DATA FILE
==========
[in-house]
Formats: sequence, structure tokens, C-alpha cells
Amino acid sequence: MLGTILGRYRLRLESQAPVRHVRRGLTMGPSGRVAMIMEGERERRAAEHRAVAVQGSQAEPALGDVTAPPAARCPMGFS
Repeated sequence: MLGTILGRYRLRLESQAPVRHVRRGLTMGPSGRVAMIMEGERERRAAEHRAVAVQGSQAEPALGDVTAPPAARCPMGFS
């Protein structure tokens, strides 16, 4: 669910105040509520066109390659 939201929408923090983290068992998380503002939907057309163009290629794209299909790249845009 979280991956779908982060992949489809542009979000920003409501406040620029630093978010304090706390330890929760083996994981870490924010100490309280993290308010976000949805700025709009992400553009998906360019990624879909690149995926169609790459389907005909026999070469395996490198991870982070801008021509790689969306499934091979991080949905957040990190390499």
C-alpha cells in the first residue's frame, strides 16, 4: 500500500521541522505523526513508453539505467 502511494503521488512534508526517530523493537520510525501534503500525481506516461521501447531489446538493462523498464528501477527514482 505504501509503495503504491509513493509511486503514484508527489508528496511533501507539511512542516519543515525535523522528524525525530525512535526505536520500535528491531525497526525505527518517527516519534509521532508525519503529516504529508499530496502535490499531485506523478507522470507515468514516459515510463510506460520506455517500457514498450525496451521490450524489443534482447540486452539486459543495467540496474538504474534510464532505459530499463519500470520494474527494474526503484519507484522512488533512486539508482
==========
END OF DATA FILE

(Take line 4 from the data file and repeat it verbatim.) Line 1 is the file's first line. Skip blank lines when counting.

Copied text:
Repeated sequence: MLGTILGRYRLRLESQAPVRHVRRGLTMGPSGRVAMIMEGERERRAAEHRAVAVQGSQAEPALGDVTAPPAARCPMGFS